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SOULcial Justice: Leading from the Inside Out

Greg-PTI Head ShotGuest Post by Gregory A. Cendana

Cendana is the first openly gay and youngest-ever Executive Director of the Asian Pacific American Labor Alliance (APALA) of the AFL-CIO, and Institute for Asian Pacific American Leadership & Advancement.

 

I’m known by many for having a Can’t Stop! Won’t Stop! kind of lifestyle.

And it’s true.

I’ve found a way to balance all the important things in my life: family, friends, work, dance, local DC politics and the list goes on.

Believe it or not, there is no secret potion or pill to my seemingly endless energy. It lies in the practices that I’ve developed for personal sustainability and the amount of self-love I have and continue to prioritize.

People, especially students and young professionals, are sometimes made to believe the only way you’ll be successful is if you work non-stop, and that pushing one self toward burnout is part of a process of “paying your dues” before you can ascend into leadership.

This was definitely how I felt, especially when I moved to Washington, D.C. more than 5 years ago. I found myself waking up early, staying up late, and constantly on the grind. During meals—if I even ate them—and when I was with family or friends, I’d be on my phone answering emails or continually adding to my never-ending list of things to do.  There was always someone to respond to or something urgent that needed to be addressed (or it seemed that way, anyway).

I’ve been told before that organizing, fighting for social change and movement-building should be treated like a marathon, not a sprint. My life experiences have reminded me over and over that this is true.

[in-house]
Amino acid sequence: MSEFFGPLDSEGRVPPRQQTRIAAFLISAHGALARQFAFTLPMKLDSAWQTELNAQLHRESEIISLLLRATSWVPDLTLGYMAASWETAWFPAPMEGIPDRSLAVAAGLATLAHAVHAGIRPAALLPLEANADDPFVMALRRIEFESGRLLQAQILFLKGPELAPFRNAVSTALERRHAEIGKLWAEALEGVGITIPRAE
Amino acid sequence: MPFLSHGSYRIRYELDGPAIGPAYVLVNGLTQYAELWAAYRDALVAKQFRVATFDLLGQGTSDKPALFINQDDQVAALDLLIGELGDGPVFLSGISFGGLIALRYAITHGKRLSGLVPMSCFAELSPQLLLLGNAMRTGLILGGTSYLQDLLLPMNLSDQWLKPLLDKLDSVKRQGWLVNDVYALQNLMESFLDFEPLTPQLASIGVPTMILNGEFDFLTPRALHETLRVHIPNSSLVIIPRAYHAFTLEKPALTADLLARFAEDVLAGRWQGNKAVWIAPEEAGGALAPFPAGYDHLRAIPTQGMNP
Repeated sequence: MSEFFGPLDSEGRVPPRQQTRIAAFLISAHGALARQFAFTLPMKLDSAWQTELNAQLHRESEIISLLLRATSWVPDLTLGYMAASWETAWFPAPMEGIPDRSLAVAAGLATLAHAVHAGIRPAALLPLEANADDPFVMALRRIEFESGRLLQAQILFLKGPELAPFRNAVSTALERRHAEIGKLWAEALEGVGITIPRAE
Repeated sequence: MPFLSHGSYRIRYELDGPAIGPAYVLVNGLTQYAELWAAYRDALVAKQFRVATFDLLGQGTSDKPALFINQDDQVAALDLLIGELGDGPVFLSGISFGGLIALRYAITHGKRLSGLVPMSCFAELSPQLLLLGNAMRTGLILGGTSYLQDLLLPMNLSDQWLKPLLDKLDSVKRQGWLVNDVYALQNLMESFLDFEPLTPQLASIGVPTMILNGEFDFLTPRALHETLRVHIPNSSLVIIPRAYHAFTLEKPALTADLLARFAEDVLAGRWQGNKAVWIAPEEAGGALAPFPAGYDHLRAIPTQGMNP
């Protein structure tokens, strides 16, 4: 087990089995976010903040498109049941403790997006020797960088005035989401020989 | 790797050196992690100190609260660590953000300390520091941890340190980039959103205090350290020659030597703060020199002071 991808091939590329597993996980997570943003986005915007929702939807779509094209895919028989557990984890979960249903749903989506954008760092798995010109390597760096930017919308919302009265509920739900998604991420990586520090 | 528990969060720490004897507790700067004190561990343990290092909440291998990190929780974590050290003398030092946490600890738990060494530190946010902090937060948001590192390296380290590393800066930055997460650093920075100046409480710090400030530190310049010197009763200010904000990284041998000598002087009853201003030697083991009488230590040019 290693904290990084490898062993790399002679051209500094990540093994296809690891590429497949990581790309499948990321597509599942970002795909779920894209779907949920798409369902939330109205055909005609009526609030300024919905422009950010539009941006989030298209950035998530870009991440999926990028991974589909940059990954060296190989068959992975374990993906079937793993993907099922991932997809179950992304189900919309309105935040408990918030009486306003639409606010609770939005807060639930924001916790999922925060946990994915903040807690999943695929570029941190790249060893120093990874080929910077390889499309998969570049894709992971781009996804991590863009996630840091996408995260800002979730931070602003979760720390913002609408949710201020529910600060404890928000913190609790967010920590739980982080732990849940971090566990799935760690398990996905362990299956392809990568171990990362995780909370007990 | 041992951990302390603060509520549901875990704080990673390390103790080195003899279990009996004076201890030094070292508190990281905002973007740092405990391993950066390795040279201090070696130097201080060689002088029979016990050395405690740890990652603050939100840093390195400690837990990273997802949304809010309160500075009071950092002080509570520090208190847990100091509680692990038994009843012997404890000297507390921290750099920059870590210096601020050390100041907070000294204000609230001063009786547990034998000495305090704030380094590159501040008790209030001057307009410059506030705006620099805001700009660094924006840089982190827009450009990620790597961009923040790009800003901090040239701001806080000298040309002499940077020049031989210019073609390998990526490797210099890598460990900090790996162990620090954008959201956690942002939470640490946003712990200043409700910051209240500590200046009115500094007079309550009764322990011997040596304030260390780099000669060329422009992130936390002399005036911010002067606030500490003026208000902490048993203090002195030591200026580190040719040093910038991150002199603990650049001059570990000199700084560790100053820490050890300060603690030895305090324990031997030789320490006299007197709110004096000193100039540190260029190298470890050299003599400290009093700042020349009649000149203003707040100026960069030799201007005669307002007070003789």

Personal sustainability is the best thing you can do for yourself and our collective quest for social justice. I believe success should not be calculated by how long or much you work but rather by how effective you are in the goals you set for yourself.

You may be asking, “how did you do it Gregory?”

Here are some of the things I did that helped me find balance in my life:

SET GOALS: In addition to setting professional goals about the type of job you want or the path you want to create, I recommend setting at least 1 personal goal about something unrelated to work. For example, I set a goal to go to the gym 3 times a week and (by the end of the year) to bring back a DC hip-hop dance team that I started a couple of years ago called SOULcial Justice.

PLAN: As part of my planning, I create monthly plans and supplement them with daily and weekly lists. While it does mean that I am spending additional time actually putting these lists together, it’s helped me understand my priorities and focus on my “big rocks”. I learned about some of these tools from The Management Center: http://managementcenter.org/resources.